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BioMed Research International
Volume 2015 (2015), Article ID 129764, 6 pages
Research Article

Copper-64 Dichloride as Theranostic Agent for Glioblastoma Multiforme: A Preclinical Study

1Nuclear Medicine, University “Aldo Moro”, Piazza Giulio Cesare 11, 70124 Bari, Italy
2Nuclear Medicine, Hospital “Spirito Santo”, Pescara, Italy
3Advanced Center Oncology Macerata (ACOM) S.p.A., Montecosaro, Italy

Received 3 September 2015; Accepted 22 October 2015

Academic Editor: Bianca Gutfilen

Copyright © 2015 Cristina Ferrari et al. This is an open access article distributed under the Creative Commons Attribution License, which permits unrestricted use, distribution, and reproduction in any medium, provided the original work is properly cited.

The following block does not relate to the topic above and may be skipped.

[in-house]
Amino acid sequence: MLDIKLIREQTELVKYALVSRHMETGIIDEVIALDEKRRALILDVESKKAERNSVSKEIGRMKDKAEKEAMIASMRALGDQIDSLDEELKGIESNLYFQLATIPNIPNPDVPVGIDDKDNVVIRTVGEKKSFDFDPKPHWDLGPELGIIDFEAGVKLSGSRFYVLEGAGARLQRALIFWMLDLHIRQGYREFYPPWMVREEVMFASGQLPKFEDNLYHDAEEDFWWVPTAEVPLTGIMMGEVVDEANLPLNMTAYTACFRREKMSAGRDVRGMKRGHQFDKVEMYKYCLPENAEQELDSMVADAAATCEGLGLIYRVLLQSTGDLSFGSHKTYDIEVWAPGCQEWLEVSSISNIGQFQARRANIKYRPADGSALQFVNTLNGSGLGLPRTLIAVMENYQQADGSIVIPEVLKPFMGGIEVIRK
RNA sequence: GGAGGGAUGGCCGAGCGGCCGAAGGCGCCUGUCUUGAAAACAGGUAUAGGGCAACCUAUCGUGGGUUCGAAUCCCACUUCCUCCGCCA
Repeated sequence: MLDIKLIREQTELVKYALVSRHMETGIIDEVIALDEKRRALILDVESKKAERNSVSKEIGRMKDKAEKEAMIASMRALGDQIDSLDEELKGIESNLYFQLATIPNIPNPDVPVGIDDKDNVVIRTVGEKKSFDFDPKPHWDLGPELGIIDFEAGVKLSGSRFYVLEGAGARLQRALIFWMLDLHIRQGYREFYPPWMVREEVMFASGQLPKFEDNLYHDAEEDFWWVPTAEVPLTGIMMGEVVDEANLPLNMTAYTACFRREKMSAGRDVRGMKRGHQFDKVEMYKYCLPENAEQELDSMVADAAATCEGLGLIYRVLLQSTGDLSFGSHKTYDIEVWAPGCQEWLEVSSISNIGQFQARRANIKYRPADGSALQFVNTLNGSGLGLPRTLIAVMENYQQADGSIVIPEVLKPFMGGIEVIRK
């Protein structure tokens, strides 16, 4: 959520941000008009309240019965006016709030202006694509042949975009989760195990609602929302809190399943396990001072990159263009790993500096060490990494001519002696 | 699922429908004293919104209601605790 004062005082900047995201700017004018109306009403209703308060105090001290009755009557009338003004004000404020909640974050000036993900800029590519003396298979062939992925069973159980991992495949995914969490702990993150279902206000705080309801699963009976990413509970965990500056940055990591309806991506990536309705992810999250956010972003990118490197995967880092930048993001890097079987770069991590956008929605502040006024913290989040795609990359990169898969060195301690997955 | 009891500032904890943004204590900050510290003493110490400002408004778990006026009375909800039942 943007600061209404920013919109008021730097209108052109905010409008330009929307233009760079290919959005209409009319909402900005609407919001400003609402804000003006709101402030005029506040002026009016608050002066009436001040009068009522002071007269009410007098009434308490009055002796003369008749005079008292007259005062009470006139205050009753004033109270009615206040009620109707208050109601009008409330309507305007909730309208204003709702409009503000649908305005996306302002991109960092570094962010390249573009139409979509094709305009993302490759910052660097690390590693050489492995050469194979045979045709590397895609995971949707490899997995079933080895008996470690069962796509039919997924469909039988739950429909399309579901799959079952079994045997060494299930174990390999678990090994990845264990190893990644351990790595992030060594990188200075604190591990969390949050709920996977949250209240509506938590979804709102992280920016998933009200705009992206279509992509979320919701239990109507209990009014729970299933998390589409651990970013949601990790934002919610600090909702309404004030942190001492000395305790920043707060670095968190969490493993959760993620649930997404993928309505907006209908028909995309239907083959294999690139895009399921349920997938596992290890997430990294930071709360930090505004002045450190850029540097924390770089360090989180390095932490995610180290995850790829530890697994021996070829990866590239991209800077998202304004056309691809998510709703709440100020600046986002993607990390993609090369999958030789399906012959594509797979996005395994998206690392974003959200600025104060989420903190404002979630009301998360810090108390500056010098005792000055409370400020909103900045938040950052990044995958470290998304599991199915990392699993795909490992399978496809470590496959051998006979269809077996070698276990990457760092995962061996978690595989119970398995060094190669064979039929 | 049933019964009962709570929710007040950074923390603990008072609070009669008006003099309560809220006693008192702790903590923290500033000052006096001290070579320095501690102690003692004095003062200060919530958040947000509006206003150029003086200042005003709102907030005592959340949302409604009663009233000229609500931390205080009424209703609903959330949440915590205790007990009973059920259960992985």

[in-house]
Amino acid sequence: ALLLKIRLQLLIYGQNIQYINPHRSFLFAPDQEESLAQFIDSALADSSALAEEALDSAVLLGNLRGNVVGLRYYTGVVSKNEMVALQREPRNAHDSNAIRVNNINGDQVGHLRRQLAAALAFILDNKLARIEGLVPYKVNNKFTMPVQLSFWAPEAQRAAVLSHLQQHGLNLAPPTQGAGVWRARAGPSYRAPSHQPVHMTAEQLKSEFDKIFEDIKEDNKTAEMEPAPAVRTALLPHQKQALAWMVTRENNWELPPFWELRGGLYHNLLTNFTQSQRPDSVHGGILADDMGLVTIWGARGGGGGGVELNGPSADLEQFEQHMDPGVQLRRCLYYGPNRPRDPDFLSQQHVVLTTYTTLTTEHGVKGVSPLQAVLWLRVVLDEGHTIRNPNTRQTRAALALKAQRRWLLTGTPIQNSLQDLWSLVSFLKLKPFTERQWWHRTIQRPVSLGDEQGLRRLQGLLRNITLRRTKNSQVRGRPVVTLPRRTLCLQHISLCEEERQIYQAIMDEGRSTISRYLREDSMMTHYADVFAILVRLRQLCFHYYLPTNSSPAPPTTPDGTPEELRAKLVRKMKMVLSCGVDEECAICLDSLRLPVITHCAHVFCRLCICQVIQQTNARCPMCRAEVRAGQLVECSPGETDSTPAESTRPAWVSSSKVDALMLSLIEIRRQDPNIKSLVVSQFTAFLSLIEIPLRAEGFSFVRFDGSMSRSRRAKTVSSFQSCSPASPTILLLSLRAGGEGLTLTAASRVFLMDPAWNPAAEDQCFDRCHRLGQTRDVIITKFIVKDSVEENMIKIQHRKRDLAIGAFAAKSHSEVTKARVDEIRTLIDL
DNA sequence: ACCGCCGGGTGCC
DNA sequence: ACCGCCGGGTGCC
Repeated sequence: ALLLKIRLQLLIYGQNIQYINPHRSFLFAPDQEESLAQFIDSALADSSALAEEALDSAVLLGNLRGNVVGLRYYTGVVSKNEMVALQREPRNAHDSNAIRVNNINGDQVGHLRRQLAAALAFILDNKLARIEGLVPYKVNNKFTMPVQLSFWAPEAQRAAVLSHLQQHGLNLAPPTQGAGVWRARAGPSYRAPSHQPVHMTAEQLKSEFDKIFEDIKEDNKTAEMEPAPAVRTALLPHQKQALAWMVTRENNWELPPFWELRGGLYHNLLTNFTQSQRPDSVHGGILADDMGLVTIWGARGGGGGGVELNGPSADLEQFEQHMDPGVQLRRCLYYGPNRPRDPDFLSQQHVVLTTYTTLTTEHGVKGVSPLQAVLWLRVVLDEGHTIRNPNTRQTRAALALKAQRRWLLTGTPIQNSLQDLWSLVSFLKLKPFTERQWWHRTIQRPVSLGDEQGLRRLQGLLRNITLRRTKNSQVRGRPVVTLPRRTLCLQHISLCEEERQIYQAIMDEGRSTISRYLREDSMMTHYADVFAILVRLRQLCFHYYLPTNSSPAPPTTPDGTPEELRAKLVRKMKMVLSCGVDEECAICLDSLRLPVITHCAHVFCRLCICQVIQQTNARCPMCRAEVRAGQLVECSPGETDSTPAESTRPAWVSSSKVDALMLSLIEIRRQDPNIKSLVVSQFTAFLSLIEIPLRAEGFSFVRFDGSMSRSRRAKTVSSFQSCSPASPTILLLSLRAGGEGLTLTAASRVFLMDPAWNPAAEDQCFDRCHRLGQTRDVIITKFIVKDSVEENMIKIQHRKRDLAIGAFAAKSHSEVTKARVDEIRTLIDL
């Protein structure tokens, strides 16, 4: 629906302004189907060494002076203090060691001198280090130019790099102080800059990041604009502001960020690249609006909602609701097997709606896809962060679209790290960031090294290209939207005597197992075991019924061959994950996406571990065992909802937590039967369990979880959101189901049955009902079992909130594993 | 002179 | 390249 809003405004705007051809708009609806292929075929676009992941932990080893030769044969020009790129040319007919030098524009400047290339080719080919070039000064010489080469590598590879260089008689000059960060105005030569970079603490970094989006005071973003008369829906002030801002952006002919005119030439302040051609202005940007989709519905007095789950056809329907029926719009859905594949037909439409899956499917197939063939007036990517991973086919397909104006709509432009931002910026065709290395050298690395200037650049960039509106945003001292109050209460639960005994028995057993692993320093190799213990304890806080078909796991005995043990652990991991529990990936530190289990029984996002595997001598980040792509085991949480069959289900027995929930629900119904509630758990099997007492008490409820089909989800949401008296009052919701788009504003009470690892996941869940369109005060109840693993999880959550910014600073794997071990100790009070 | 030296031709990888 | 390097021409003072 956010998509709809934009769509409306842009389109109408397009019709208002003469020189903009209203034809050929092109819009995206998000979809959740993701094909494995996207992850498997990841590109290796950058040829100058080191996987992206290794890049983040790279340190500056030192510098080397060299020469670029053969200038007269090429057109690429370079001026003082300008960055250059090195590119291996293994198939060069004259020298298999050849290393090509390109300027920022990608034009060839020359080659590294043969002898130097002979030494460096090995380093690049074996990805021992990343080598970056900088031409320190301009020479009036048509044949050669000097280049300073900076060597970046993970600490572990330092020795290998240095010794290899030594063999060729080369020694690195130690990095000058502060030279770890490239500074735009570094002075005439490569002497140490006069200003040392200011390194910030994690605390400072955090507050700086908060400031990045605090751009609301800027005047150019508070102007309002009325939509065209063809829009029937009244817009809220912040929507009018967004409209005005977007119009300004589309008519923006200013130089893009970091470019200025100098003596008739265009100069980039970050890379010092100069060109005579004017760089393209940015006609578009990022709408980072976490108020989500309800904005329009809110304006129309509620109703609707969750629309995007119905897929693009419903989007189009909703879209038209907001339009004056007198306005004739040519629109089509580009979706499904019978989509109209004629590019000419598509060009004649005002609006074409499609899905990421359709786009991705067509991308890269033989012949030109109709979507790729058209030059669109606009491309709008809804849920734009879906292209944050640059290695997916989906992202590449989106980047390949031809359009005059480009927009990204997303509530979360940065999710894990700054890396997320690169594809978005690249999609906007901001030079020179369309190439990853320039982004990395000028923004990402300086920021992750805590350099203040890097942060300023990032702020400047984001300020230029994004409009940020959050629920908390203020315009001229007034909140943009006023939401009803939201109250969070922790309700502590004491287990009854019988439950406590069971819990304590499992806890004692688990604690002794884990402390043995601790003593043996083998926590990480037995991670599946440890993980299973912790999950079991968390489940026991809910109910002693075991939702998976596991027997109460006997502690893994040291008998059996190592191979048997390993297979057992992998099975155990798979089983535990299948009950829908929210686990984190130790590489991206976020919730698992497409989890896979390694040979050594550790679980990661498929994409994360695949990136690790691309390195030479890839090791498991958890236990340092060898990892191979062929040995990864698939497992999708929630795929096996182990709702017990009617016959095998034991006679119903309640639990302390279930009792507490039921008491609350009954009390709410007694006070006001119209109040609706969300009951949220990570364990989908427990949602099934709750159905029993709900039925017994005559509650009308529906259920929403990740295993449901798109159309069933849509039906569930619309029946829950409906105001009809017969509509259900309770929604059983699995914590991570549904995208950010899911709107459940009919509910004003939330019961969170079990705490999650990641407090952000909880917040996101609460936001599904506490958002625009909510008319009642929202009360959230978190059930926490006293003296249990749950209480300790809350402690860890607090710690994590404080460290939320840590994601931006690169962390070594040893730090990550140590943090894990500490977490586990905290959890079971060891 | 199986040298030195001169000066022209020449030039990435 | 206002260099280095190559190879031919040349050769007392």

Glioblastoma multiforme (GBM) is the most common primary malignant brain tumor in adults with a median survival time less than one year. To date, there are only a limited number of effective agents available for GBM therapy and this does not seem to add much survival advantage over the conventional approach based on surgery and radiotherapy. Therefore, the development of novel therapeutic approaches to GBM is essential and those based on radionuclide therapy could be of significant clinical impact. Experimental evidence has clearly demonstrated that cancer cells have a particularly high fractional content of copper inside the nucleus compared to normal cells. This behavior can be conveniently exploited both for diagnosis and for delivering therapeutic payloads (theranostic) of the radionuclide copper-64 into the nucleus of cancerous cells by intravenous administration of its simplest chemical form as dichloride salt [64Cu]CuCl2. To evaluate the potential theranostic role of [64Cu]CuCl2 in GBM, the present work reports results from a preclinical study carried out in a xenografted GBM tumor mouse model. Biodistribution data of this new agent were collected using a small-animal PET tomograph. Subsequently, groups of tumor implanted nude mice were treated with [64Cu]CuCl2 to simulate single- and multiple-dose therapy protocols, and results were analyzed to estimate therapeutic efficacy.